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**SATELLITE LINK DESIGN**

**By S.Sadhish Prabhu**

**INTRODUCTION **

• • • • Cost to build and launch a GEO satellite is about 25,000 dollars per kg Weight is the most critical factor in any design Dimension of the satellite : dia must be less than 3.5m

Antennas are the limiting factor

**Factors influencing system design **

Weight of the satellite is driven by two factors I. The number and the output power of he transponder on the satellite (requires large power from solar cells which in turn increases the weight ) II. Weight of the station keeping fuel

**Factors influencing system design **

• • • The choice of frequency band Atmospheric propagation effects Multiple access techniques

**Performance objective**

• • Bit error rate (BER) in a digital link Signal-to-noise ratio (S/N) in an analog link

**Measured in base band channel **

• BER or S/N is determined by Carrier - to- noise ration (C/N) at the input of the demodulator in the receiver • C/N > 6 dB

**Basic transmission theory**

**Objective : **Calculation of the power received by an earth station from satellite transmitter Two approaches for calculating : i. Use of flux density ii. Link equation (**Friis transmission equation **)

**Isotropic Radiator**

• • • Consider an Isotropic Source radiating Pt Watts uniformly into free space.

At distance R, the area of the spherical shell with center at the source is *4* p

*R 2*

Flux density at distance R is given by

*F*

*P t*

4 p

*R*

2 W/m 2 Equ 4.1

Isotropic Source

**Isotropic Radiator**

Distance R Pt Watts

**Surface Area of sphere = **

*4*

p

*R 2*

**encloses Pt.**

**Power Flux Density:**

*F*

*P t*

4 p

*R*

2 W/m 2

**Antenna Gain**

• • We need directive antennas to get power to go in wanted direction.

Defined as the ratio of power per unit solid angle radiated in a

*G*

( )

*P*

0

*P*

( / ) 4 p • • P( ) is variation of power with angle.

G( ) is gain at the direction .

• P 0 is total power transmitted.

• sphere = *4* p solid radians (Eqn 4.2)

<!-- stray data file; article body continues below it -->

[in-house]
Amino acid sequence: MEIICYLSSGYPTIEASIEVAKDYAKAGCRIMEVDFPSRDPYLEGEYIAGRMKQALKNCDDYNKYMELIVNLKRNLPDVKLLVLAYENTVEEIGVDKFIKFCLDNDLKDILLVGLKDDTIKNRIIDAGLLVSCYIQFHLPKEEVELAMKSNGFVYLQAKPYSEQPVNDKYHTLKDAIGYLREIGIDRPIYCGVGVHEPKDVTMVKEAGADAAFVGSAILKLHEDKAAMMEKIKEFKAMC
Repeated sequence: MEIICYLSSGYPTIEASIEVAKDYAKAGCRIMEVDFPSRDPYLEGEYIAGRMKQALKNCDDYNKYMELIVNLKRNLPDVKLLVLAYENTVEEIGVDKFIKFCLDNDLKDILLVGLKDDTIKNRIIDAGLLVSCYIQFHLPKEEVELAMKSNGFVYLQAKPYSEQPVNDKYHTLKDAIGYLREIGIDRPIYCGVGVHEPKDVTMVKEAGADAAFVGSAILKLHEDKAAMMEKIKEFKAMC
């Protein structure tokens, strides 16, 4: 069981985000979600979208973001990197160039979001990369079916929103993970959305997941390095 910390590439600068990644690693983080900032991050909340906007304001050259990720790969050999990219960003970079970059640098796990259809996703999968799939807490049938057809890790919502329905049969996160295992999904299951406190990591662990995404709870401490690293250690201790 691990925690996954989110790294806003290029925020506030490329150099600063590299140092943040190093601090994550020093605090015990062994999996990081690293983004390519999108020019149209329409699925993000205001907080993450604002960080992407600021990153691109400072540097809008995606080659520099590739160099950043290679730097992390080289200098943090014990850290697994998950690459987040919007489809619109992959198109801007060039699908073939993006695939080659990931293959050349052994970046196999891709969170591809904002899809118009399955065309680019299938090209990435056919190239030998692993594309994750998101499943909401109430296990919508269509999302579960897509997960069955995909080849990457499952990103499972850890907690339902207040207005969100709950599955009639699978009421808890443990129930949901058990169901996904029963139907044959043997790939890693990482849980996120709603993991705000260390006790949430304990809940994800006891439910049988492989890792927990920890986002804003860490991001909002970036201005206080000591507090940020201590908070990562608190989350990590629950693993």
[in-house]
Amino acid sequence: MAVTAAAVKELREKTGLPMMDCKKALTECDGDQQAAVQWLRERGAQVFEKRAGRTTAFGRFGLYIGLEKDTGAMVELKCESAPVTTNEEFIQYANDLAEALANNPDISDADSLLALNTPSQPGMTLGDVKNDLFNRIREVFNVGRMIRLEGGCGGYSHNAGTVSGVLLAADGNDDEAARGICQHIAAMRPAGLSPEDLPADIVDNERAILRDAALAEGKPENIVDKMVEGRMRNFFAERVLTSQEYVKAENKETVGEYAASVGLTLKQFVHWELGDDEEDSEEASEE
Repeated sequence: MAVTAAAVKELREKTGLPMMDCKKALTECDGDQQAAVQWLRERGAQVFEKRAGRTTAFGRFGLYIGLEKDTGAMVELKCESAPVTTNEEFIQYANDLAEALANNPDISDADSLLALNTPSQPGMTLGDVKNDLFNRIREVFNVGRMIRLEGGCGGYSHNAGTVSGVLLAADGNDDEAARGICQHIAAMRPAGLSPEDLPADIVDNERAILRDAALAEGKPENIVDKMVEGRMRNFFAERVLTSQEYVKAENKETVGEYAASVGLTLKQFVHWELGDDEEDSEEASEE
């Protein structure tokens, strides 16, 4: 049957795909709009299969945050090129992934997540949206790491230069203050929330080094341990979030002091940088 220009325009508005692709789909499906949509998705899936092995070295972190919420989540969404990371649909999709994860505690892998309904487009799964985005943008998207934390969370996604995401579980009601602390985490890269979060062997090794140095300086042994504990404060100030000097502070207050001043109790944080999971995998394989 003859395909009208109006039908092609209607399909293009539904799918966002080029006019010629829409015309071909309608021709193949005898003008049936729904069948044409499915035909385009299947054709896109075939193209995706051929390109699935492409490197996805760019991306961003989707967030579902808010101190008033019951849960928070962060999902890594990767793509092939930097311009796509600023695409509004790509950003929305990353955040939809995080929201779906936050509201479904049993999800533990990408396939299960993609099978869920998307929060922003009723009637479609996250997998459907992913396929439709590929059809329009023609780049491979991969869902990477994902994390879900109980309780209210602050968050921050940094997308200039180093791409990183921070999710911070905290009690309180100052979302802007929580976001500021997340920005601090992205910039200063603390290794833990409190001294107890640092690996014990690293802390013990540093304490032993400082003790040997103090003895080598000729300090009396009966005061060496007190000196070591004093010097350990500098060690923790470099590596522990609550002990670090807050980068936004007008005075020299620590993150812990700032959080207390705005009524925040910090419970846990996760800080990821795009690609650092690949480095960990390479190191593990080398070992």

**Antenna Gain**

• • • • • Antenna has gain in every direction! Usually “Gain” denotes the maximum gain of the antenna.

The direction of maximum gain is called “boresight”.

Gain is a ratio: It is usually expressed in * Decibels *(dB) G [dB] = 10 log 10 (G ratio)

**Flux density **

The flux density in the direction of the antenna boresight at distance R meter is

*F*

*P t G t*

4 p

*R*

2 W/m 2

**EIRP (Pt*Gt)**

• • • • • An isotropic radiator is an antenna which radiates in all directions equally Antenna gain is relative to this standard Antennas are fundamentally passive – No additional power is generated – Gain is realized by focusing power – Similar to the difference between a lantern and a flashlight Effective Isotropic Radiated Power (EIRP) is the amount of power the transmitter would have to produce if it was radiating to all directions equally Note that EIRP may vary as a function of direction because of changes in the antenna gain vs. angle

**EIRP**

Isotropic Source Pt Watts Incident flux disunity, F Receiver Received power P t Receiving antenna area , A gain G t R

**For an ideal receiving antenna with an aperture area of Am 2 , P r = FA**

**EIRP**

• A antenna with physical aperture area of A r m 2 will not deliver the power • Thus the efficiency is reduced • It is descried by using effective aperture A e A e = ηA r (4.5) Where η – aperture efficiency of the antenna

*t G t A e*

P r = 4 p

*R*

2

**Fundamental of antenna theory**

*G r*

4 p

*A*

e 2 (4.7) Sub A e in (4.6) P r

*P t G t G r*

4 p

*R*

2

**This expression is called as the Friis transmission equation **

**Contd..**

*Power received*

*EIPR*

Re

*ceiving antenna gain Path loss*

(4.9)

**In decibel term **

Pr (

*EIRP*

*Gr*

*Lp*

)

*dBW*

(4.10) Where, EIRP = 10 log 10 (P t G t )dBW Gr = 10 log 10 ( 4 p

*A*

e 2 ) dB Lp – path loss = 20 log 4 p

*R*

10 dB

**In general **

Where

**Pr = EIRP+G r -L p -L a -L ta -L ra dBW**

(4.11) L a = attenuation in atmosphere L ta = losses associated with transmitting antenna L ra = losses associated with receiving antenna

**Units **

dBi dBW dBm dBHz dBK dBi/K dBW/m 2 dB$

**Reference of dB**

**Reference **

isotropic gain antenna 1 watt 1 milliwatt 1 Hertz 1 Kelvin isotropic gain antenna/1 Kelvin 1 watt/m 2 1 dollar

**Problem # 1**

A satellite at a distance of 40,000km from a point on the earth’s surface radiates a power of 10W from an antenna with a gain of 17 dB in the direction of the observer, find the flux density at the receiving point, and the power received by an antenna at this point with an effective area 10m 2

**Problem # 2**

• A satellite operates at a frequency of 11 GHz. The receiving antenna has a gain of 52.3 dB, Find the received power.

**Answer **

-126dbW for both questio

**Note:**

The received power is commonly called as carrier power,**C** Because, Satellites use FM (Anlog transmission )or PM (digital transmission) In both modulation the carrier is not changed So, **C=P**

**r**